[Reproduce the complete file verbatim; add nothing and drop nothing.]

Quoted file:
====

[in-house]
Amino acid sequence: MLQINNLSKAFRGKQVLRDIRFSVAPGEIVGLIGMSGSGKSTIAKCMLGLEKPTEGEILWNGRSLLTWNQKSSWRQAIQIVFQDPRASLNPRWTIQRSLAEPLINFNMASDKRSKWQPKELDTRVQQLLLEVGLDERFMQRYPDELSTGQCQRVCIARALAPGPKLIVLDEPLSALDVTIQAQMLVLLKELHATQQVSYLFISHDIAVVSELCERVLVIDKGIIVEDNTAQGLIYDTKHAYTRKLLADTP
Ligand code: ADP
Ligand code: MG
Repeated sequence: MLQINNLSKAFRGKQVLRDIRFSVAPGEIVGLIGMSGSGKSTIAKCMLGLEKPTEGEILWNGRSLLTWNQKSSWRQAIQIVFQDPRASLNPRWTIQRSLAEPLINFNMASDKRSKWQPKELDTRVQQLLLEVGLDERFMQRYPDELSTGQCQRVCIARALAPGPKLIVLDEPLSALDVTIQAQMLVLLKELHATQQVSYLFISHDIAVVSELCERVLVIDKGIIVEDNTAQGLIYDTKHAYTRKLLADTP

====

[in-house]
Amino acid sequence: MLQINNLSKAFRGKQVLRDIRFSVAPGEIVGLIGMSGSGKSTIAKCMLGLEKPTEGEILWNGRSLLTWNQKSSWRQAIQIVFQDPRASLNPRWTIQRSLAEPLINFNMASDKRSKWQPKELDTRVQQLLLEVGLDERFMQRYPDELSTGQCQRVCIARALAPGPKLIVLDEPLSALDVTIQAQMLVLLKELHATQQVSYLFISHDIAVVSELCERVLVIDKGIIVEDNTAQGLIYDTKHAYTRKLLADTP
Ligand code: ADP
Ligand code: MG
Repeated sequence: MLQINNLSKAFRGKQVLRDIRFSVAPGEIVGLIGMSGSGKSTIAKCMLGLEKPTEGEILWNGRSLLTWNQKSSWRQAIQIVFQDPRASLNPRWTIQRSLAEPLINFNMASDKRSKWQPKELDTRVQQLLLEVGLDERFMQRYPDELSTGQCQRVCIARALAPGPKLIVLDEPLSALDVTIQAQMLVLLKELHATQQVSYLFISHDIAVVSELCERVLVIDKGIIVEDNTAQGLIYDTKHAYTRKLLADTP